On Sept. 9, Tabatabaei offered to meet with a US delegation in West Germany. Under Khomeini's instruction, he asked that Germany keep the minutes for the meeting, and that Genscher "be involved" in the discussions for as long as possible.
One week later, the secret negotiations between Tabatabaei and Deputy Secretary of State Warren Christopher began in the guest house of the German Foreign Ministry in Bonn under Genscher's leadership. Christopher was surprised when he met Tabatabaei: A good-looking man in his mid-thirties wearing flannel pants and a sporty tweed blazer. He hadn't thought that a representative of the Khomeini regime could look like that.
His demands, however, posed problems for the US emissaries. Ultimately, Washington couldn't take control over the now-dead shah's funds. American creditors were also demanding compensation for confiscated Iranian assets.
But Christopher did offer a guarantee that the US would not attack and held out the prospect that approximately $6 billion in gold and other assets would be released. The gold was to be handed over with the help of the Bundesbank, Germany's central bank. Christopher also agreed to "help overcome banking secrecy" to access the shah's fortune. Genscher added that this seemed "exceptionally far-reaching and very substantial," and that his government could not offer anything on that scale. Even years later, Christopher still seemed convinced that without the help of the foreign minister, the discussions would have fallen apart at this point.
Carter noted in his diary that, for the first time, he was certain that he was "in direct contact" with Khomeini.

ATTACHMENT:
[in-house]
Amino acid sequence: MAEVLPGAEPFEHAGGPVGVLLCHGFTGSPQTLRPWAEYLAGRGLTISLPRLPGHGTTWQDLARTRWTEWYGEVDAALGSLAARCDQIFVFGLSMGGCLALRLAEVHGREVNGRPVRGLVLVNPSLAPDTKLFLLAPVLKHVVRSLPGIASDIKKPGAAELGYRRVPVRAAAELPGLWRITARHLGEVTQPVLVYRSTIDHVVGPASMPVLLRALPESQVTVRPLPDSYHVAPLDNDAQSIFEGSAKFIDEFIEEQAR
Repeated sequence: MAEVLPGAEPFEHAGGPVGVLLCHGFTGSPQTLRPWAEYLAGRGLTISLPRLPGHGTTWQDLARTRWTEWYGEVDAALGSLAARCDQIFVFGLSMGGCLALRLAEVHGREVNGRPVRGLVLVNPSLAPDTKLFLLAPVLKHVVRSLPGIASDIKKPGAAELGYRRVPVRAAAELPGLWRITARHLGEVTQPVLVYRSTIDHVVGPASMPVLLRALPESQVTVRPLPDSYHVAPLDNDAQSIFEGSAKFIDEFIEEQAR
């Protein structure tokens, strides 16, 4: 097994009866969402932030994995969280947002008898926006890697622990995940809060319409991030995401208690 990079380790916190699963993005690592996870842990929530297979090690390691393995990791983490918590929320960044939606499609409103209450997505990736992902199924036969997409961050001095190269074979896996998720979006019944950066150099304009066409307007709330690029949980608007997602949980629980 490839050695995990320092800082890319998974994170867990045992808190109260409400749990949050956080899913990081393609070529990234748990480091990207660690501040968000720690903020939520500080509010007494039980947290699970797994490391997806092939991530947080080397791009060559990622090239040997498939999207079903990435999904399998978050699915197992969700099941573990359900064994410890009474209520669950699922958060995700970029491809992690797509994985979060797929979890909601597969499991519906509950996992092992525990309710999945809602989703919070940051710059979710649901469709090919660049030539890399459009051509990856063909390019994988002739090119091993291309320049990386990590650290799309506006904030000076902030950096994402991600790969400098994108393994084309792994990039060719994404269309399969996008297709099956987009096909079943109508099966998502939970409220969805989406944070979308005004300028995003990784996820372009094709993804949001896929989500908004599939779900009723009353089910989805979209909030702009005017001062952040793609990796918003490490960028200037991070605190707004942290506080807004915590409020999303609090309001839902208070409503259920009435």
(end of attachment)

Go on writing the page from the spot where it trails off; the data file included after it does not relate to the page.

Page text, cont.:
An agreement seemed to be close. Over the following weeks, Ritzel met with Tabatabaei almost every day. For reasons of secrecy, the latter was now referred to as "the traveler" in German documents.
In early October, the Americans deposited drafts for legislative decrees -- with which Carter wanted to resolve the disputed points -- in the US Embassy in Bonn. Genscher helped where he could. He offered to Tabatabaei that Germany would take on the "role of guarantor when it comes to Americans' adherence of their obligations." He agreed to "positively influence public opinion about Iran" and suggested meetings in Berchtesgaden, Germany, or Saudi Arabia.
Then, suddenly, the Iranian side froze up again, for reasons that have been widely speculated. The American election was set to take place on Nov. 4 -- did Khomeini want to prevent Carter from getting a boost in the election if the hostage drama came to an end? Or had another group gotten the upper hand in the power struggle in Tehran?
In any case, Tabatabaei delivered alarming news on Nov. 9. He said he was in danger of being arrested and that Ritzel needed to make sure that all documents testifying to Tabatabaei's role were destroyed.
That fear ended up being exaggerated: Tabatabaei, who died earlier this year, was later named special envoy. But when the Iranians took up negotiations with the United States again in November, they bypassed him and his German connection. Algeria ended up helping release the Iranian billions and on Jan. 20, 1981, the hostages were flown out of the country. US President Carter's praise for the Germans, however, endured. Without their prior mediation, Historian Bösch says, the agreement wouldn't have worked out. Even the suggestion to include Algeria came from Bonn. According to the records, it came from Helmut Schmidt.